“There is a strange tyranny of the new in the design world, which is unfortunate,” says Lloyd. “It’s the lifeblood of the industry and everyone is expected to create novelty all the time.” “Just think of Milan,” adds Pearson. “There’s so much demand for newness there that it feels like a soufflé that has been frantically beaten and beaten. Everyone knows its just about to go pfffft and disappear in on itself.”
Reflecting on the worth of the Milan Furniture Fair is indicative of the studio’s mood. Pearson and Lloyd are taking stock. The studio is 16 years old, established in 1997 after its founders graduated from MA design courses at the Royal College of Art in 1993. Since then, it has created products and commercial service design for the likes Tacchini, Lufthansa, Bene and, this year, the City of Bath.
Yet the studio’s contribution to the 2013 London Design Festival was strictly non-commercial. Rather than a product launch, the designers presented 1:1, an exhibition demonstrating configurations of 3m-long plywood boxes in the Great Western Studios space. The exhibition was experimental, with the various box layouts exploring how the design of public spaces affects people’s behaviour. “It’s something we might not have done had it not occurred at a moment when we felt we could stand back and look at what we’re doing,” says Pearson.
Pearson and Lloyd formed their studio at the same time as their Royal College contemporaries Edward Barber and Jay Osgerby created theirs. Yet whereas Barber Osgerby’s graphic handwriting of loops and perforations is easily recognisable in their design, PearsonLloyd’s work is more nebulous; more embedded in the constraints of industrial design. It is a situation exaggerated by the variety of projects the studio takes on – from furniture and pathfinding systems; schemes to reduce violence in A&E wards and street lighting; through to a plan to work with makeup (the source of the bottles in the studio). It is not easy to define a typical PearsonLloyd project.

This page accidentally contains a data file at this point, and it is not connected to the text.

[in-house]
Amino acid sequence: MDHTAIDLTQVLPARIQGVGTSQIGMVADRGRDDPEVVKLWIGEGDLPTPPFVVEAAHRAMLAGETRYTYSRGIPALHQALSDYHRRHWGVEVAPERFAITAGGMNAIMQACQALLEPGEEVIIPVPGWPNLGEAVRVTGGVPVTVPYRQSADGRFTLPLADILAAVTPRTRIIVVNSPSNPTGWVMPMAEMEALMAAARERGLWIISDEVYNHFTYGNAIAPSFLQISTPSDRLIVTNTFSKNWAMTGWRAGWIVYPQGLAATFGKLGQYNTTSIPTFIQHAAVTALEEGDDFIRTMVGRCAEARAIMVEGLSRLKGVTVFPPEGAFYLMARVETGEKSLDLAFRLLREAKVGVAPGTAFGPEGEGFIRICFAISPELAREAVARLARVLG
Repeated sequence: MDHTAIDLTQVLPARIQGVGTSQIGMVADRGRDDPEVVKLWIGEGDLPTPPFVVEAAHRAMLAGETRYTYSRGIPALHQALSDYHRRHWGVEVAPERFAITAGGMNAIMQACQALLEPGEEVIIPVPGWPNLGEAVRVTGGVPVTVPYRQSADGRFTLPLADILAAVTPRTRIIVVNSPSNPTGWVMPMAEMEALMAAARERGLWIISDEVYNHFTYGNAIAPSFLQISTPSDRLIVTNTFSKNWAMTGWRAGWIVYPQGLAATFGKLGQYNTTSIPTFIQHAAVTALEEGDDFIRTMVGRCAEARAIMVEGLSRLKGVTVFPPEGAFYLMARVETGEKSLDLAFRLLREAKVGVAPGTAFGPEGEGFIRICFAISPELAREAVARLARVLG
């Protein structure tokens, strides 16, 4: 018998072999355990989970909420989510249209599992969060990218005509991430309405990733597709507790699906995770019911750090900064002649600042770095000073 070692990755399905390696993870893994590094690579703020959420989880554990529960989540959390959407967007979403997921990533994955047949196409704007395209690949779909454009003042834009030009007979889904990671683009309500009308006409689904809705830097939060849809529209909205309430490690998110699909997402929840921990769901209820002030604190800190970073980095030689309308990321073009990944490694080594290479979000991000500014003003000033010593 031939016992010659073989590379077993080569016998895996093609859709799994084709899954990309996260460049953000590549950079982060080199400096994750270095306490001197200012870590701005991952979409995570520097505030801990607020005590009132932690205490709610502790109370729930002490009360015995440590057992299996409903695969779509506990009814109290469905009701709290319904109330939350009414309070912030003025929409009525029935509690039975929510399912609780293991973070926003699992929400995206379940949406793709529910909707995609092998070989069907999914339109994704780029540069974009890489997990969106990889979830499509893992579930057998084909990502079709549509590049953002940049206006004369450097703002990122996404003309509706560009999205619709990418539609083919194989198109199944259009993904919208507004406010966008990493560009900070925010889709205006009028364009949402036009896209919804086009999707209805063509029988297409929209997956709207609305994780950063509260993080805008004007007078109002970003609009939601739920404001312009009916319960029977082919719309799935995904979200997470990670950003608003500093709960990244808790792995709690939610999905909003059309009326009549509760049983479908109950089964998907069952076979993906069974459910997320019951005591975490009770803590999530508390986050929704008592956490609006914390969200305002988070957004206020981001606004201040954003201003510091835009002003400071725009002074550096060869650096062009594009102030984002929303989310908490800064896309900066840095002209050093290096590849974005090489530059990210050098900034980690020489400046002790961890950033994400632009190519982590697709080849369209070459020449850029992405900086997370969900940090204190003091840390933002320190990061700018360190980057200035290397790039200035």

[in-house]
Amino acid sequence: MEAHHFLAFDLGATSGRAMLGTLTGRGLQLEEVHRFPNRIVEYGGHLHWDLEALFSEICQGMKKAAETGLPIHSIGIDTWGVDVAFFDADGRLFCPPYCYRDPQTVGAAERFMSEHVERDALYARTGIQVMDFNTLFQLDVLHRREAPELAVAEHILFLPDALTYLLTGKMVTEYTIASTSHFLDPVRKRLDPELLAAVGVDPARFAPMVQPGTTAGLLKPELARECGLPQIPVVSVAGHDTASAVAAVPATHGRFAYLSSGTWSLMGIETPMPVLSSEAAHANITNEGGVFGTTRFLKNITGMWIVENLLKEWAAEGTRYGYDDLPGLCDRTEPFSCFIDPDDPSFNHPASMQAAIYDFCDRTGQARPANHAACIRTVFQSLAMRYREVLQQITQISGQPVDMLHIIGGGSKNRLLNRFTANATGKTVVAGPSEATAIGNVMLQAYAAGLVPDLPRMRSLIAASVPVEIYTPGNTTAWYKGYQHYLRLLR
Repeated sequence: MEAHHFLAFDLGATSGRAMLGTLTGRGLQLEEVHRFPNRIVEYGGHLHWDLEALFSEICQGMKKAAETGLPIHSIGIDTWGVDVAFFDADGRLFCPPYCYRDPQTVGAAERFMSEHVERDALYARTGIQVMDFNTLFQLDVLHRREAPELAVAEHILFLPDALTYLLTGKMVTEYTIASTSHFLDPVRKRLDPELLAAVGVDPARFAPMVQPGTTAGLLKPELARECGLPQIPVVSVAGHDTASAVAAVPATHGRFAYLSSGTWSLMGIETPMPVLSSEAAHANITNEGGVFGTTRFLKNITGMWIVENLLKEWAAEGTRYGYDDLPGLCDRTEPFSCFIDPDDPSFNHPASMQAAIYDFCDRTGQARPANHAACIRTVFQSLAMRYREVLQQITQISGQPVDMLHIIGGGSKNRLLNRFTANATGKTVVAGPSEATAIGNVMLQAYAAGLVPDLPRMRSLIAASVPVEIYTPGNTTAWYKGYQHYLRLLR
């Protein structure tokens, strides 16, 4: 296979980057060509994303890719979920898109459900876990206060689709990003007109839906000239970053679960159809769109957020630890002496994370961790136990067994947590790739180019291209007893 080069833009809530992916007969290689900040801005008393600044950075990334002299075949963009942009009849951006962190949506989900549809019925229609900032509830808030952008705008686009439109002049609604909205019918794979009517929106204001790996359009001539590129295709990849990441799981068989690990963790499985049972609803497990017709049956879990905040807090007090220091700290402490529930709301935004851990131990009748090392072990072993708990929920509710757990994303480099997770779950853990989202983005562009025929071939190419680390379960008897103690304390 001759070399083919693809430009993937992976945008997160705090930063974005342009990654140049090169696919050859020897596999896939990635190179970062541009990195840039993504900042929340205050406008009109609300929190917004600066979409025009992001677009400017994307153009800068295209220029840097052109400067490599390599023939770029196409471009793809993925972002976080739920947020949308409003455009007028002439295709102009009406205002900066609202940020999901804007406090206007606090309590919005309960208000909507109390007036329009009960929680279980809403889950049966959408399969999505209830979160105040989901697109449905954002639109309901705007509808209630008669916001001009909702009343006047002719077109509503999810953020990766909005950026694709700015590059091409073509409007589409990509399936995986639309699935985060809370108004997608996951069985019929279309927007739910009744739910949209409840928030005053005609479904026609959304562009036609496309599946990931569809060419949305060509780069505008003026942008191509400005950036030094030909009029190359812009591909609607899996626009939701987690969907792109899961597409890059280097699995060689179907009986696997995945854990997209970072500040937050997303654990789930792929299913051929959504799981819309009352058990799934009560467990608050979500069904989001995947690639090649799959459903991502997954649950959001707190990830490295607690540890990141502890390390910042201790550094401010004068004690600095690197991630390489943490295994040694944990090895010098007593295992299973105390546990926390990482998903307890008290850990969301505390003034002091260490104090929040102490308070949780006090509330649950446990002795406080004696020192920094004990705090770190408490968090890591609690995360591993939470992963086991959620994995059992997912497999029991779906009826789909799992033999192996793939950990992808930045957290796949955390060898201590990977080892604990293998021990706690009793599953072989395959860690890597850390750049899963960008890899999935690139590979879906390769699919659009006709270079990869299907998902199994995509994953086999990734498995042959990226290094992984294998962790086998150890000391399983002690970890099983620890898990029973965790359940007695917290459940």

“We’ve been trying to understand the ideas that structure what we do,” says Lloyd. “1:1 is a part of that. One of the things that is behind much of what we do is public space, be that a workspace, a city square, an aircraft or a hospital. As soon as you step outside of your house, you’re in foreign territory. We’re very interested in the way design can affect that process and how design can have an impact on people’s experiences.” Lloyd’s statement raises two themes that resonate through the studio’s work: a fixation on public space and a conception of the value of objects as lying in the behaviours they provoke.
For PearsonLloyd public space is a broad concept; one that extends beyond the norm of parks and plazas. The studio collapses the semi-public and semi-private into one: as soon as you leave your home you enter the public realm and that will invariably affect your behaviour.
“Airports are a classic example,” explains Pearson. “When sat in the waiting lounge people will put their bag beside them to prevent someone sitting next to them, yet in 20 minutes time they’re going to be on a plane with no choice of who to sit by. The different natures of public spaces change how you act and react to those around you.”
This concern for public space is self-evident within much of the studio’s work – the Docklands workspace system for Bene and business class cabin for Lufthansa, for example – yet in certain projects it is dealt with in more obscure fashion. PearsonLloyd’s Bay office chair appears a straightforward product, yet its design is based upon extensive research into the changing way in which offices work.
“Up until 10 years ago you had a pretty strict idea of what an office was – a controlled, desking environment,” says Lloyd. “Now, there’s a realisation that more informal interaction and use of space stimulates productivity.” The fallout is that offices have become less segregated, with fewer spaces that have been designated strict purposes. Meetings are not restricted to official meeting rooms and workers regularly swap desks and chairs.
In such an environment, the ergonomic focus of a traditional office chair becomes a disadvantage, as each chair requires laborious adjustment to fit an individual’s body. The Bay is a compromise – only the chair’s height needs to be manually adjusted, with ergonomic qualities provided by a backrest that automatically adapts according to the user’s weight.